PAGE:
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Growing municipal debt could lead to Eskom’s collapse, says South Africa’s energy minister

South Africa’s municipalities collectively owe ZAR78bn ($4.3bn) to the state-owned power utility Eskom, SAnews reported on July 8. According to the National Treasury, there is a culture of non-payment for services among consumers, which has led to revenue collection challenges for municipalities.

The issue of growing municipal debt to Eskom must be urgently addressed to protect the ability of the power utility to fulfil its mandate, says Minister of Electricity and Energy Kgosientsho Ramokgopa, who cautions that a lot of this debt is irrecoverable.

“This picture presents problems for Eskom,” Ramokgopa said at a media briefing held in Pretoria. “Eskom needs this money for it to be able to reinvest back into its own infrastructure. Municipalities have to pay that money…but on an objective ground, they simply don’t have the means to be able to pay.”

Ramokgopa pointed out that the current trajectory of the debt owed to Eskom poses a threat to the existence of the power utility in the future.

“To give you the magnitude of the problem, if we don’t resolve this problem, our projection is that at the current rate, by 2050, Eskom will be owed ZAR3.1 trillion,” he stated as quoted by the government’s press agency. “Eskom will collapse. Generation capacity is going to be compromised. So, it’s important that we resolve this question.”

The minister underscored that the issue of the escalating municipal debt was the most urgent task the government needed to address, adding that municipalities required help with debt repayments “from a technical point of view.”

According to Ramokgopa, the continuing non-payment is affecting Eskom’s ability to deal with distribution infrastructure needs, leading to the implementation of load reduction by the struggling power utility.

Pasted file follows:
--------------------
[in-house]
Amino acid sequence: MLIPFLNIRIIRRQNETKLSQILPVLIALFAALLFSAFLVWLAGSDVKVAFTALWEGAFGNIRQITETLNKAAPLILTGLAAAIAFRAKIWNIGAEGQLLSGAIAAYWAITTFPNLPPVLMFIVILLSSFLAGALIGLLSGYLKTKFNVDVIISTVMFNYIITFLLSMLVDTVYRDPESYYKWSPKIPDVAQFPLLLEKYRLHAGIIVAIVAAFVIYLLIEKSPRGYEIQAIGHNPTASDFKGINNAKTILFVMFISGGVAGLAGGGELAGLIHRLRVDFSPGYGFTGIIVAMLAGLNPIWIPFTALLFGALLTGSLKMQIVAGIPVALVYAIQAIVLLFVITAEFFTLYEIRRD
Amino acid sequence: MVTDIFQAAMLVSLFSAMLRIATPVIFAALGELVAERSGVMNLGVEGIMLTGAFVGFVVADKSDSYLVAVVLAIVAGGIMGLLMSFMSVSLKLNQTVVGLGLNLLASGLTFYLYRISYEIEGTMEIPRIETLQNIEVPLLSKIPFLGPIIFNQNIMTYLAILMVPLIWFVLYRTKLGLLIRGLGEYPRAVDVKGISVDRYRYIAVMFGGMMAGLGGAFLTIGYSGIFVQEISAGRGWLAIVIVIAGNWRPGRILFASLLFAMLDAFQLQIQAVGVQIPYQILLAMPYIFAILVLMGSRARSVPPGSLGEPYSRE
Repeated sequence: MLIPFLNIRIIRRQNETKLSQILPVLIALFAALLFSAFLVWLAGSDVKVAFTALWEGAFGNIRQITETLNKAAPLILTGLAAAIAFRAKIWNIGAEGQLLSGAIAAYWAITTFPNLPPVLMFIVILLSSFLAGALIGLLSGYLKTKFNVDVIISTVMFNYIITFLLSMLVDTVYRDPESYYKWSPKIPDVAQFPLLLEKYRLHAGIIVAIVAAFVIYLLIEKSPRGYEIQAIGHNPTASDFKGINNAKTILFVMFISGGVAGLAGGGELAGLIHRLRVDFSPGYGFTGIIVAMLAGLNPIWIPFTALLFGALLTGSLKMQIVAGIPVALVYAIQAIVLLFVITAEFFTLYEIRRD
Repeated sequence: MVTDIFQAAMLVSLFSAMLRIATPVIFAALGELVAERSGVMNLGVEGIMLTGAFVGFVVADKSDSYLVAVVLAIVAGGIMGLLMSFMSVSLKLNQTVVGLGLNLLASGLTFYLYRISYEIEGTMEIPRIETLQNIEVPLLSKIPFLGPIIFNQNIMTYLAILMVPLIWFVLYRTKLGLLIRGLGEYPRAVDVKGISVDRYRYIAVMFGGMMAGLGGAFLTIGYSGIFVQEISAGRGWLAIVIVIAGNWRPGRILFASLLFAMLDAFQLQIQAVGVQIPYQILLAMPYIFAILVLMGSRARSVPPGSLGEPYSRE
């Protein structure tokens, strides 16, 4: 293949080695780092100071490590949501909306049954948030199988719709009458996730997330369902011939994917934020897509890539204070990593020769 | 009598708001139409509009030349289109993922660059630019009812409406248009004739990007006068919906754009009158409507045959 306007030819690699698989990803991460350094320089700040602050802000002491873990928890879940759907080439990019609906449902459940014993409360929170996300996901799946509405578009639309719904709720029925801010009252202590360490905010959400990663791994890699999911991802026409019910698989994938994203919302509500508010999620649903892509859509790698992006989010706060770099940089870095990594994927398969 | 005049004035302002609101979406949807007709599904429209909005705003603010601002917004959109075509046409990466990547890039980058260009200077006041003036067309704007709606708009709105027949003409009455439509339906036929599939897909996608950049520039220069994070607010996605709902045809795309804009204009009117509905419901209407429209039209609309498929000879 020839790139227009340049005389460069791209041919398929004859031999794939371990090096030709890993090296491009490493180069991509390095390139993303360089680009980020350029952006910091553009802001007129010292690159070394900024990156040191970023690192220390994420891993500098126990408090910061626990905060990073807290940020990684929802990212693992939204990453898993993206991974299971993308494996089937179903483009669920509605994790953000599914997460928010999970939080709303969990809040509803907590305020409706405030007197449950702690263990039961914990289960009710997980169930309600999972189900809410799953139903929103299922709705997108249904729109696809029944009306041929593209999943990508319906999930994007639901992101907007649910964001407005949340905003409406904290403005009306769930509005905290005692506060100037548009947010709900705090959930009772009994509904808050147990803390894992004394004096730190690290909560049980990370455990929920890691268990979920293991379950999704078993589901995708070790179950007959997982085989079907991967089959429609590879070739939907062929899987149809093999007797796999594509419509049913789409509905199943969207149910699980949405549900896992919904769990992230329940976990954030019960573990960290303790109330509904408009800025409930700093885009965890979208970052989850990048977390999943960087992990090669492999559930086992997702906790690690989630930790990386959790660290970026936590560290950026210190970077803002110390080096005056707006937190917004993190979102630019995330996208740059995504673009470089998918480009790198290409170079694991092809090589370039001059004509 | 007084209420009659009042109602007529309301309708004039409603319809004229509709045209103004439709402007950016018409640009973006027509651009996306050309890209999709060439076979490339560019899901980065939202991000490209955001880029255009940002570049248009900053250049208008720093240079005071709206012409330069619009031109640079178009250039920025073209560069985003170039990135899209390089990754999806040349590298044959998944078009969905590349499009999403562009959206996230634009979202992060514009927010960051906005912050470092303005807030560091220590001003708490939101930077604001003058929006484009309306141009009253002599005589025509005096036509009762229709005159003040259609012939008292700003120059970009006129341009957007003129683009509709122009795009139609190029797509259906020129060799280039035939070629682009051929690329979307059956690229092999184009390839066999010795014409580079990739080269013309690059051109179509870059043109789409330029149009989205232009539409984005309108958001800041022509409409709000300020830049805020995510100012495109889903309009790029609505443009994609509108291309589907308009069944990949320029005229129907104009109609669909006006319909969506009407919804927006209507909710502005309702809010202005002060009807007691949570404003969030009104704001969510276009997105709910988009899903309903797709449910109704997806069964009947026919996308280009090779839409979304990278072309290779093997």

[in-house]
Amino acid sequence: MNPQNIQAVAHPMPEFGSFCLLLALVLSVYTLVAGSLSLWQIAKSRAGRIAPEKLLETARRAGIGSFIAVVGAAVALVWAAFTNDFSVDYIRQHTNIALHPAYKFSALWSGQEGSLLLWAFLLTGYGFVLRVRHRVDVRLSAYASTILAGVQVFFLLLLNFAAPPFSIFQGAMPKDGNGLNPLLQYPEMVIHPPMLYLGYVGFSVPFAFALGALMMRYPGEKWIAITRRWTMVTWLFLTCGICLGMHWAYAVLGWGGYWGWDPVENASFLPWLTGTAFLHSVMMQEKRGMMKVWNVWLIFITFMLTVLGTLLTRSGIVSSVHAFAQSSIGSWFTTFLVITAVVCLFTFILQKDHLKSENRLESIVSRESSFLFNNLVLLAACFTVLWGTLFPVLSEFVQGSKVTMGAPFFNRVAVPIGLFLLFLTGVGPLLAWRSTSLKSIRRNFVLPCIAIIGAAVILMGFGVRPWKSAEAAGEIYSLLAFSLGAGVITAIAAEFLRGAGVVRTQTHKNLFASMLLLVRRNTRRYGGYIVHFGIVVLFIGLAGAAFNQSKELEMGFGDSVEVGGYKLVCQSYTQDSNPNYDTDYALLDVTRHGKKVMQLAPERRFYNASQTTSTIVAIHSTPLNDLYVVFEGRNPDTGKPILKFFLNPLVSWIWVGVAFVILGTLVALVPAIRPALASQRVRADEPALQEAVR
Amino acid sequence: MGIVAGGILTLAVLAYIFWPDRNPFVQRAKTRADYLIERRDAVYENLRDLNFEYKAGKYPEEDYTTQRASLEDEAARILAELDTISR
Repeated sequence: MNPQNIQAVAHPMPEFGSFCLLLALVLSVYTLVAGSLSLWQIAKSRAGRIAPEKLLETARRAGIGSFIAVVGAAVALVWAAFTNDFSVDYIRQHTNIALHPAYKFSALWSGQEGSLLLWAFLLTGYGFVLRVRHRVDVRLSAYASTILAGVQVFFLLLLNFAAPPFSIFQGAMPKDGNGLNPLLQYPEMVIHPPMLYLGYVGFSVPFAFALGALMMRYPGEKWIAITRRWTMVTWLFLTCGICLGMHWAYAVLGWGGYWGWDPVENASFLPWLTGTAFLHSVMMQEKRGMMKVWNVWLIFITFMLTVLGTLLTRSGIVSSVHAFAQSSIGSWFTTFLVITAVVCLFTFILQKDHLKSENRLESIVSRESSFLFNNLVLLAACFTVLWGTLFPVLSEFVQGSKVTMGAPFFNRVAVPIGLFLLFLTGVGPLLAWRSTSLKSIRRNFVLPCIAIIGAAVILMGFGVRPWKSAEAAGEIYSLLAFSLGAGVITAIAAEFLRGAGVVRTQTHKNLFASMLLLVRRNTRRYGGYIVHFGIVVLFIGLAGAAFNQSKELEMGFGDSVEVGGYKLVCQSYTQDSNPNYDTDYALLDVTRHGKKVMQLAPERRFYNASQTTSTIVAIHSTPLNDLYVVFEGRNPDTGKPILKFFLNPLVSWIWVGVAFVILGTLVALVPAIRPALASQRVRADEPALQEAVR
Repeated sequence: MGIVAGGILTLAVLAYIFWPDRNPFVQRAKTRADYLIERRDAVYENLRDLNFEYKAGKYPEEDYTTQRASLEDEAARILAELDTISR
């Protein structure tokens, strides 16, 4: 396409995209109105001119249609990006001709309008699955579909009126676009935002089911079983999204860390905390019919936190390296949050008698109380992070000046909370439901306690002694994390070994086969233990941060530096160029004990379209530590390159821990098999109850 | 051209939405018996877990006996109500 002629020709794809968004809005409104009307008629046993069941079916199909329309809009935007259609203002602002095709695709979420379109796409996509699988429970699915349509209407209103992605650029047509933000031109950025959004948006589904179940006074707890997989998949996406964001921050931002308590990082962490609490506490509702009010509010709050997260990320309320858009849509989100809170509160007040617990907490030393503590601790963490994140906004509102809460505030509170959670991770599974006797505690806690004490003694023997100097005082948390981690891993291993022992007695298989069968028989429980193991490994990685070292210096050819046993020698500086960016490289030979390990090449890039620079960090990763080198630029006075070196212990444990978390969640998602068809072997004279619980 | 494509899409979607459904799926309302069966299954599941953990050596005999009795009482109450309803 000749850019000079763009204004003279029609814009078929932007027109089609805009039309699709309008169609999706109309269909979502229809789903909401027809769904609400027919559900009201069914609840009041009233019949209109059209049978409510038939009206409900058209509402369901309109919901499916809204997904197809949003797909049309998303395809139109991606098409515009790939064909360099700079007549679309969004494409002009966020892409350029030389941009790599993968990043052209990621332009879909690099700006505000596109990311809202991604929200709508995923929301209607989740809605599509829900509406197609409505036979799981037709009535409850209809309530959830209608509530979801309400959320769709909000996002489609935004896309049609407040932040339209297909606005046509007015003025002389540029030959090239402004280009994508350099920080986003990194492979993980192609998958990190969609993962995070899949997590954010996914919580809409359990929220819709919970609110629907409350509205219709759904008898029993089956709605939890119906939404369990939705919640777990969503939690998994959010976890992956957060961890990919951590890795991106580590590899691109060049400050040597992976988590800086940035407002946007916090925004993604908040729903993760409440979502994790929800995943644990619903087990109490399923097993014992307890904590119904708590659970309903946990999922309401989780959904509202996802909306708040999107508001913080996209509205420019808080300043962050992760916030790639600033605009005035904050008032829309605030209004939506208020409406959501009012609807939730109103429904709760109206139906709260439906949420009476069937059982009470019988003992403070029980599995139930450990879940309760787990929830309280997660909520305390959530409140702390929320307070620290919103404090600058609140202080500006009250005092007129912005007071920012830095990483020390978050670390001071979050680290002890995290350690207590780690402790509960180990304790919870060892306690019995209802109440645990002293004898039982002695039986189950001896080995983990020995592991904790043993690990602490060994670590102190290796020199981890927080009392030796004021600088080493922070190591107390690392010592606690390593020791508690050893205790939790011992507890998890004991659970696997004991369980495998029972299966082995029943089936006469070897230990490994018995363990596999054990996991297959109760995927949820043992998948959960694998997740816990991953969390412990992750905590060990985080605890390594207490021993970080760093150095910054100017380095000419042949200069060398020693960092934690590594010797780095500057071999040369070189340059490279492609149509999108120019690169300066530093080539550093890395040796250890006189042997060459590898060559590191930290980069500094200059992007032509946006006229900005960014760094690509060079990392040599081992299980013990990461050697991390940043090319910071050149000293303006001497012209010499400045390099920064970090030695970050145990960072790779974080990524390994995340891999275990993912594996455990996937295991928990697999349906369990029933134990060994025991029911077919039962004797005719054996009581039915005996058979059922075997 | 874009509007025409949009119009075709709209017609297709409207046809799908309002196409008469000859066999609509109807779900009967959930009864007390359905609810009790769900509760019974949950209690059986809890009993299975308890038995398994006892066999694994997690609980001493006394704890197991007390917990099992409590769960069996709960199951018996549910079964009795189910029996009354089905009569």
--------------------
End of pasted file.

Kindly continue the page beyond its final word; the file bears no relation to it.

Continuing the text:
In a press statement on July 9, the utility announced its decision to implement load reduction in areas of Eskom supply prone to network overloading, as reported by NewsBase.

Eskom explained that during the winter season, there was an exponential increase in energy demand in areas with high levels of electricity theft, by-passing of meters and illegal connections, which caused extreme overloading of the distribution network.

Load reduction will be implemented during morning and evening peak hours when the demand is higher than the infrastructure is able to handle. According to the utility, there are currently around 2,111 transformers which are frequently overloaded across the country at risk of being damaged, with around 900 transformers awaiting replacement.

“In the solution, we must protect the interests of Eskom as a going concern, ensure that municipalities are able to collect [revenue] but also protect the interests of the user,” the minister stated. “Because when that distribution infrastructure fails that is providing electricity to 50 houses, there’ll be 10 to 20 houses that have been paying diligently but they are collateral damage.”

Ramokgopa assured the media that his department, together with municipal leaders, would address the challenge of electricity affordability and access to allow municipalities to be able to collect revenue.

“This can’t continue any further. It’s important that we arrest it so that we are able to ensure that the country is able to achieve its developmental objectives,” he was cited by SAnews as saying.